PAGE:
Okay, so your main battery is disabled (for any reason) and you have to rely on the auxiliary battery alone. It is good to know just how long it can hold up. The first thing you have to consider is why the main battery failed. If this is a problem with the charging unit, then the auxiliary battery will not last very long. However, if the main battery is dead but the charging unit still functions as it should, then you won’t be in any immediate distress.
The auxiliary battery was put in place for a situation like this. It will likely take over some functions of the main battery (depending on the model). However, there is a limit to what the auxiliary battery can do. For instance, you won’t be able to start the car using the auxiliary battery and if the load happens to be too much, then the auxiliary battery may fail as well.
Can You Jump-Start Off the Auxiliary Battery?
The auxiliary battery is charged by the main battery. When the voltage drops considerably, the auxiliary battery relay is activated and current flows from the main battery to the auxiliary battery. Monitoring this process is the Master control unit or Signal actuation and acquisition unit known as SAM.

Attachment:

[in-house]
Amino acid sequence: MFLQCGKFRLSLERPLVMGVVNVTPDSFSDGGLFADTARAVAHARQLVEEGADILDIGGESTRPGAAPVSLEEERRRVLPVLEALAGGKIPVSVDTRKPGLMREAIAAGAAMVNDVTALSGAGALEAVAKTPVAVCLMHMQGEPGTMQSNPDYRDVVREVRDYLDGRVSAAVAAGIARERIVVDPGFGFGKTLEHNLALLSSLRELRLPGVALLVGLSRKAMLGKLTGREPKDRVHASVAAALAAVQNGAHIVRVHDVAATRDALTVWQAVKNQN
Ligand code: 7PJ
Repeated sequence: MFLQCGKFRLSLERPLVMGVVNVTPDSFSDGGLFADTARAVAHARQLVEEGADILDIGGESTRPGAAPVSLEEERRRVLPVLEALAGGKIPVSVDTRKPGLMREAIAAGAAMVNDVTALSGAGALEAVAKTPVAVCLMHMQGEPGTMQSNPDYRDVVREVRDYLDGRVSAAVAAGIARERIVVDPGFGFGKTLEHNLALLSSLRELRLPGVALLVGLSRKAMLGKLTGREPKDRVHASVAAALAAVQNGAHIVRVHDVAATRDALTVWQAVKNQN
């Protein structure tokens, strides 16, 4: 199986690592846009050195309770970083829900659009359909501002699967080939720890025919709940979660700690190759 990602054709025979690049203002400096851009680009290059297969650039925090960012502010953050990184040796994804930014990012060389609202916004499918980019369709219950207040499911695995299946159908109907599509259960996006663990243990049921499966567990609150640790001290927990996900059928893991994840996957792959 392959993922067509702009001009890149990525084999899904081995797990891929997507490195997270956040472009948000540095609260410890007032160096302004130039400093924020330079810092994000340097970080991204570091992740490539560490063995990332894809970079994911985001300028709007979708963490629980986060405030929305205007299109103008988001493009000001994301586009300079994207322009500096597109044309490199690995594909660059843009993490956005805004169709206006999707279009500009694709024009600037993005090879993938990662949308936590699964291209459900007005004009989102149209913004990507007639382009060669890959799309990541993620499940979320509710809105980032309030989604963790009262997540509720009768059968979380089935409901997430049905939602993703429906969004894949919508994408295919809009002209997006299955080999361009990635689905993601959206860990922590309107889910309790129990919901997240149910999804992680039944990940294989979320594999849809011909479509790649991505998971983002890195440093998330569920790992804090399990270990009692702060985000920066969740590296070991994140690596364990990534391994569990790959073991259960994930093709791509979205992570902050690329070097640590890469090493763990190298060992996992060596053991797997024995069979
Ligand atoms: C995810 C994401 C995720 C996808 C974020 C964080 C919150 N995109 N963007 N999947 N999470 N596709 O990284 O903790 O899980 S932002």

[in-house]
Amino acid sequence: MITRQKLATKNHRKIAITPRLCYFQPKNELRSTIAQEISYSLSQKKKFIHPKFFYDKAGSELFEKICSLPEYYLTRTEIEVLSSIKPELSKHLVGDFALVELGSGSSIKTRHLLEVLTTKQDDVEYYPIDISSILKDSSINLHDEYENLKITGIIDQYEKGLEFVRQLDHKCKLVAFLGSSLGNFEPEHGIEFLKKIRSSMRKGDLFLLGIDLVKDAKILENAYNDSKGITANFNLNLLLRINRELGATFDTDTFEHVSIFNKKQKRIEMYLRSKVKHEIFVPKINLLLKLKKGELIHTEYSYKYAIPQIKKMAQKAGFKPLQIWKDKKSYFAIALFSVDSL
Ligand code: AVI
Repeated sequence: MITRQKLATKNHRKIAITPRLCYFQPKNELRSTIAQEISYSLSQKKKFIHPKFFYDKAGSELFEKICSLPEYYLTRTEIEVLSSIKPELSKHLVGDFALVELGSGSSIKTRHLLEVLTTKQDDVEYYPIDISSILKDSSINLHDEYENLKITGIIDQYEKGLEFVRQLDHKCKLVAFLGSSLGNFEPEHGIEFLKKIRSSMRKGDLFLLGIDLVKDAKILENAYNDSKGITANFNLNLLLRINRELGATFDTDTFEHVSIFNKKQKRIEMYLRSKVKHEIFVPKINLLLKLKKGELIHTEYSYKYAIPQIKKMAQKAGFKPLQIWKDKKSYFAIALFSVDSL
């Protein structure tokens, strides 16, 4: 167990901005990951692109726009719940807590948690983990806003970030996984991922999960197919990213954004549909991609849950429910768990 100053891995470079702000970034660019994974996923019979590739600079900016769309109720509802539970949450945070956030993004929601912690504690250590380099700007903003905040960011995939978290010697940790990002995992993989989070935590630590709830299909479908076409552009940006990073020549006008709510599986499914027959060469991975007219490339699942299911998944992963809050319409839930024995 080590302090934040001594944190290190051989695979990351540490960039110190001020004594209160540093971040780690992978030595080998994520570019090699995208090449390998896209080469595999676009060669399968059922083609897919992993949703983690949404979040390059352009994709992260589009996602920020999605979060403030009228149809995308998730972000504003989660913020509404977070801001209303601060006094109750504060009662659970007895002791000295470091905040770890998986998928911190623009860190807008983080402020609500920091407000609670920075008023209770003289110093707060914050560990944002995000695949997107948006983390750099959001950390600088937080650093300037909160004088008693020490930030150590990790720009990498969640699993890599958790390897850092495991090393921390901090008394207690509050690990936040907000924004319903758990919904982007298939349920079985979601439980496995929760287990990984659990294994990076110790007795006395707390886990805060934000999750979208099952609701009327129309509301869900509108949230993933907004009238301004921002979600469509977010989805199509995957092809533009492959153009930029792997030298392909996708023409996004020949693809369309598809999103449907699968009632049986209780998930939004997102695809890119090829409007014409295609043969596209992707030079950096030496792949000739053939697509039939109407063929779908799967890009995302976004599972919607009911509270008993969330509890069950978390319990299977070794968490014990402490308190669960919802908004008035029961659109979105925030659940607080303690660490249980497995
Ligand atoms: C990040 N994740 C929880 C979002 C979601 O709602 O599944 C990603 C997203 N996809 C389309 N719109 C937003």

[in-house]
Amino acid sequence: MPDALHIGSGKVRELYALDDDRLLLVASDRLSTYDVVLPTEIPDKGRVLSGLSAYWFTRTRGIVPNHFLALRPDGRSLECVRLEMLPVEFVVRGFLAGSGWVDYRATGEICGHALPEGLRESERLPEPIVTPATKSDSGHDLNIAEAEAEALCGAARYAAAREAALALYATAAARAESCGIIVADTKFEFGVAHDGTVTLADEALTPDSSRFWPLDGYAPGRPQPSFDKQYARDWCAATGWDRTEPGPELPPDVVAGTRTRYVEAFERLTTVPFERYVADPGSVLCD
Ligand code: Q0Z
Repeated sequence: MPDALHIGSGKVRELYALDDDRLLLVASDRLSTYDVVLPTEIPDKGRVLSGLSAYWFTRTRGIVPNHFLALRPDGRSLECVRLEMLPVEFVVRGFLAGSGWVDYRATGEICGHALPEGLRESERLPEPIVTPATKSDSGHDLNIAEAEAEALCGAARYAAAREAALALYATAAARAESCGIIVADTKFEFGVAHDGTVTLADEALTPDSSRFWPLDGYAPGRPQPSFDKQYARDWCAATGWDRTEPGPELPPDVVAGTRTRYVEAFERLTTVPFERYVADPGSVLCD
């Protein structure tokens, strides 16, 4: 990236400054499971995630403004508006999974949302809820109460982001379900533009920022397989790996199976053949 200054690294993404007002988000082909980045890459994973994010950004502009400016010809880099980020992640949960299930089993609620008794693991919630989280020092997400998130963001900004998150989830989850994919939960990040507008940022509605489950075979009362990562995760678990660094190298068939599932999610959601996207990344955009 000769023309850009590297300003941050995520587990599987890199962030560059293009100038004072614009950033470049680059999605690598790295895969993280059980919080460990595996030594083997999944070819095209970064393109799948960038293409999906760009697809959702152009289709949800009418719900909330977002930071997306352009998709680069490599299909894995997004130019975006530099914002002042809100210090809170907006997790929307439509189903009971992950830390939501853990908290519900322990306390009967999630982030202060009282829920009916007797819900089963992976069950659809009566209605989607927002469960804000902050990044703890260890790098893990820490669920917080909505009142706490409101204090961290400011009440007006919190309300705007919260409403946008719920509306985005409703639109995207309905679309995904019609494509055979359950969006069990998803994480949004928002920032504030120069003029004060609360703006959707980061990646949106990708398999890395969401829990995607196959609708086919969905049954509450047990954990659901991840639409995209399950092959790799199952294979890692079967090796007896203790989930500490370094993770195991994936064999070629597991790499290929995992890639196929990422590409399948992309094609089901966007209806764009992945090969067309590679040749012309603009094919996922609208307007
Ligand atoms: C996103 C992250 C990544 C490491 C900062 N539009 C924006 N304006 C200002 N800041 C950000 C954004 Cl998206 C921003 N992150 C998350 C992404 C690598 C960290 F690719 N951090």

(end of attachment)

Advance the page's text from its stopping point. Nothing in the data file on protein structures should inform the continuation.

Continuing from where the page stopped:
SAM monitors and controls the voltage and temperature of the auxiliary battery and determines when to open or close the charging circuit. The main battery in turn is being recharged by the alternator which only functions when the car is running.
Looking at this, it is easy to see that the only way to jump-start the car is through the main battery terminals and not the auxiliary battery. Apart from the complex charging system, the location of the auxiliary battery also makes it quite difficult to access. Additionally, for Mercedes models with voltage converters, it is completely impossible to jump-start the vehicle through this means since they are storage units and not actual batteries.
The function of the auxiliary battery varies from one Mercedes model to another. Some units only function as capacitors to supply additional power to the main battery when needed. Others offer more support by helping to power certain features of the car.
The standard auxiliary battery installed in the Mercedes is a 12V absorbent glass mat (AGM) battery that could cost up to $500 to replace. Although the price is quite steep relative to the size of the battery, its role as a backup/alternate power source makes it an important accessory to have in your car.